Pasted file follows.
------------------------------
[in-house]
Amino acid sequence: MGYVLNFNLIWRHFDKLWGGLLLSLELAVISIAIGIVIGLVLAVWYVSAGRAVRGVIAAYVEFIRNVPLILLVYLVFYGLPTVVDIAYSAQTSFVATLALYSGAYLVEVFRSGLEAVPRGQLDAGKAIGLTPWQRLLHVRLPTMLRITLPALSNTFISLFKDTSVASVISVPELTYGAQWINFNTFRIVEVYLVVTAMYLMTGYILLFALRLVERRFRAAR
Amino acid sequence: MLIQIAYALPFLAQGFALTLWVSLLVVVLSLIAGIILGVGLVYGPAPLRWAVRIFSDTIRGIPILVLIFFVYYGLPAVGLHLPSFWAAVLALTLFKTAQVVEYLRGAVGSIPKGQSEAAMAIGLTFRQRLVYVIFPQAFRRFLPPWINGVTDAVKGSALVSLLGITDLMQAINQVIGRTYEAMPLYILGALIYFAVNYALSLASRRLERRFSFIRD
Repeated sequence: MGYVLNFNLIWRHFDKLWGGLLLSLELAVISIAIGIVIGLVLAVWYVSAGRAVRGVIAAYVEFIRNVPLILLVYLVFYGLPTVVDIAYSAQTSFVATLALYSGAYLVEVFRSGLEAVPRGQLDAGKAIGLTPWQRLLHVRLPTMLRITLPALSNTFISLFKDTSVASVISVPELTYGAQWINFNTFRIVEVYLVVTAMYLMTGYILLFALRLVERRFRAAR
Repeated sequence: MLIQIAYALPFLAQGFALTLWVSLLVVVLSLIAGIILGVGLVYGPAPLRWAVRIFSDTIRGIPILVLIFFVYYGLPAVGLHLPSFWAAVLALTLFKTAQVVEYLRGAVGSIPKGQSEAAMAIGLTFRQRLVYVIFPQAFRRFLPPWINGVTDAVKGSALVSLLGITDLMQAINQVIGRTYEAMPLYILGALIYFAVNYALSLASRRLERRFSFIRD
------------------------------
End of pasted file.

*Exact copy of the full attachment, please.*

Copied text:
[in-house]
Amino acid sequence: MGYVLNFNLIWRHFDKLWGGLLLSLELAVISIAIGIVIGLVLAVWYVSAGRAVRGVIAAYVEFIRNVPLILLVYLVFYGLPTVVDIAYSAQTSFVATLALYSGAYLVEVFRSGLEAVPRGQLDAGKAIGLTPWQRLLHVRLPTMLRITLPALSNTFISLFKDTSVASVISVPELTYGAQWINFNTFRIVEVYLVVTAMYLMTGYILLFALRLVERRFRAAR
Amino acid sequence: MLIQIAYALPFLAQGFALTLWVSLLVVVLSLIAGIILGVGLVYGPAPLRWAVRIFSDTIRGIPILVLIFFVYYGLPAVGLHLPSFWAAVLALTLFKTAQVVEYLRGAVGSIPKGQSEAAMAIGLTFRQRLVYVIFPQAFRRFLPPWINGVTDAVKGSALVSLLGITDLMQAINQVIGRTYEAMPLYILGALIYFAVNYALSLASRRLERRFSFIRD
Repeated sequence: MGYVLNFNLIWRHFDKLWGGLLLSLELAVISIAIGIVIGLVLAVWYVSAGRAVRGVIAAYVEFIRNVPLILLVYLVFYGLPTVVDIAYSAQTSFVATLALYSGAYLVEVFRSGLEAVPRGQLDAGKAIGLTPWQRLLHVRLPTMLRITLPALSNTFISLFKDTSVASVISVPELTYGAQWINFNTFRIVEVYLVVTAMYLMTGYILLFALRLVERRFRAAR
Repeated sequence: MLIQIAYALPFLAQGFALTLWVSLLVVVLSLIAGIILGVGLVYGPAPLRWAVRIFSDTIRGIPILVLIFFVYYGLPAVGLHLPSFWAAVLALTLFKTAQVVEYLRGAVGSIPKGQSEAAMAIGLTFRQRLVYVIFPQAFRRFLPPWINGVTDAVKGSALVSLLGITDLMQAINQVIGRTYEAMPLYILGALIYFAVNYALSLASRRLERRFSFIRD